Sportsbooks Advance in Connecticut, But Poker Appearing as Low Priority Sportsbooks Advance in Connecticut, But Poker Appearing as Low Priority

As regulators in Connecticut consider rules that will govern their future online gaming market, separate deals between FanDuel, DraftKings and the state’s two tribal casinos for retail and online sportsbook appear to show that interstate poker is not a priority—at least for now.

Connecticut’s gaming regimen, which was signed into law in late May and took effect on July 1, will award gaming licenses to the Mashantucket Pequot Tribal Nation and the Mohegan Tribe, which operate the state’s only two casinos, Foxwoods Resort and Mohegan Sun, respectively.

One online sportsbook license, through a partnership with the Connecticut Lottery Corporation, remains to be issued. But the tribes have already picked who they want.

Under an agreement announced on July 7, FanDuel will provide online and retail sportsbook, iGaming and daily fantasy sports in the state through the Mohegan Tribe’s license. The operator will open a temporary retail sportsbook inside the Mohegan Sun casino in September, followed by a permanent facility to open over the winter.

DraftKings and the Mashantucket Pequot Tribal Nation entered into a similar agreement to provide online and retail sportsbooks last December. Amended compacts between the tribes and the state must be approved by the US Department of Interior (DOI) before the gaming licenses are issued.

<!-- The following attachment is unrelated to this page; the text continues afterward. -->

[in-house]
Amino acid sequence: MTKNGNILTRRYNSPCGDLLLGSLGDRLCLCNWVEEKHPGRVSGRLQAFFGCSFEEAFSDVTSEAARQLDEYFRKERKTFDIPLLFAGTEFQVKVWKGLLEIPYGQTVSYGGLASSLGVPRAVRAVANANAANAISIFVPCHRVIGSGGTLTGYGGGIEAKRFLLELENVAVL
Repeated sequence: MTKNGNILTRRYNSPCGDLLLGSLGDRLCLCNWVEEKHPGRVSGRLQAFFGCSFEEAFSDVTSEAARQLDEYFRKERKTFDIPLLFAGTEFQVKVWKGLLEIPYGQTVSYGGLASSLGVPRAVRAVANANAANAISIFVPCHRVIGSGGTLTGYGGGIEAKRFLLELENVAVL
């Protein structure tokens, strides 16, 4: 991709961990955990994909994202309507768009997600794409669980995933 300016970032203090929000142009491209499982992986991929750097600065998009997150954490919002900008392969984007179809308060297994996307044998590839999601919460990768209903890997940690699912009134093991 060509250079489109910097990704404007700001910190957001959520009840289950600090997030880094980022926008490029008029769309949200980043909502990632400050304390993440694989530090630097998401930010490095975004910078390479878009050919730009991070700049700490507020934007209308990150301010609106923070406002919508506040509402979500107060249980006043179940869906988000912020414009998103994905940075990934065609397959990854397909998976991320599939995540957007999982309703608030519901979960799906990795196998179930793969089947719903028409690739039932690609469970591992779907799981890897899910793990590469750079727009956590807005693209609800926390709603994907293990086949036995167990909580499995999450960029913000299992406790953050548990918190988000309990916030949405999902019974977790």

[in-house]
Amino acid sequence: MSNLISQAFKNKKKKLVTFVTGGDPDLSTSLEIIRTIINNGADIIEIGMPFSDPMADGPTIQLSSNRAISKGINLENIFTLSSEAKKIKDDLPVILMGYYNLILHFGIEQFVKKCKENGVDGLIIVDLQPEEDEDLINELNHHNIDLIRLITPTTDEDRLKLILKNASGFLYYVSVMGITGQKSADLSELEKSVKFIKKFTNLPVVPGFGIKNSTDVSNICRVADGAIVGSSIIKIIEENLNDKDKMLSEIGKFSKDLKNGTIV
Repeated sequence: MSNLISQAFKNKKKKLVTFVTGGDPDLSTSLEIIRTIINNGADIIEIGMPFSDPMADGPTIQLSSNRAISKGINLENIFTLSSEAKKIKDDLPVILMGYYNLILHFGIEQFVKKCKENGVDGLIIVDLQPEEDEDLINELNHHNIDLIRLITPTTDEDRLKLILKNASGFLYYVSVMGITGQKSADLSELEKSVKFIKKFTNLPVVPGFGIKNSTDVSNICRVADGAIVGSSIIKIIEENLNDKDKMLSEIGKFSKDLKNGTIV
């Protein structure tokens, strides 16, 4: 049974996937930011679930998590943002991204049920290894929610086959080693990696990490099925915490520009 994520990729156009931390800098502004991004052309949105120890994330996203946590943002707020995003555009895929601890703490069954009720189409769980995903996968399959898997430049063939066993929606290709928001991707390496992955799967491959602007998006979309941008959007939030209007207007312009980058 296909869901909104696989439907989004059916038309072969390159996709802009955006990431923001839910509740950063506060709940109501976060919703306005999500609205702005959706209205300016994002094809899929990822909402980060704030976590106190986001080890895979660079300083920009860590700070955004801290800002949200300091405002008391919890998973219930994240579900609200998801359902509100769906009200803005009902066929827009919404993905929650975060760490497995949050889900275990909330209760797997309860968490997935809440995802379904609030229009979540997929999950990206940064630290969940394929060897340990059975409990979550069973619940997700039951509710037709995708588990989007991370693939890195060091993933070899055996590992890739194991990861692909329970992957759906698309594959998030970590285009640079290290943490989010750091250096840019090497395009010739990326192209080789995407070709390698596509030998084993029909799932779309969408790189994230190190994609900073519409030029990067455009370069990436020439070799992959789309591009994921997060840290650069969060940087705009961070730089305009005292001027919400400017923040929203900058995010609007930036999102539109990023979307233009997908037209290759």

But the new partnerships could be a disappointment for poker players since neither FanDuel nor DraftKings offer an online poker app.

One possibility for bringing poker to the Constitution State would be for the tribes to partner with different operators for online sports betting and online poker. Under one such scenario, FanDuel could continue their plans to offer sportsbook through the Mohegan Sun but a different operator, PokerStars, could offer poker.

FanDuel and PokerStars are both Flutter subsidiaries, but only PokerStars has a successful poker app that’s been deployed in three US states—Michigan, New Jersey and Pennsylvania.

Other potential suitors include:

  • The partypoker US network, likely through either the BetMGM or Borgata brands;
  • WSOP, through its partnership with 888; or
  • 888, independent of its WSOP partner.

Another possibility would be for FanDuel to acquire or partner with another company that has an existing poker platform. But that would go against FanDuel’s pledge to “supply an online casino experience under the Mohegan Sun brand,” which it made in the July 7 announcement.

Mohegan Digital, the new iGaming division of Mohegan Gaming & Entertainment that was launched on June 30, also cast shade on the idea of going with someone else for poker.

“The hope is to work with FanDuel for online poker,” Aviram Alroy, Vice President Product of Mohegan Digital, told pokerfuse. “They will be our first choice.”

Connecticut has a relatively small population at 3.6 million, so its two casinos will remain an unattractive option for online poker operators until the state either joins or forms an interstate compact to share liquidity.

Barring that and a change in partners or capabilities, it seems unlikely that online regulated poker will be coming anytime soon.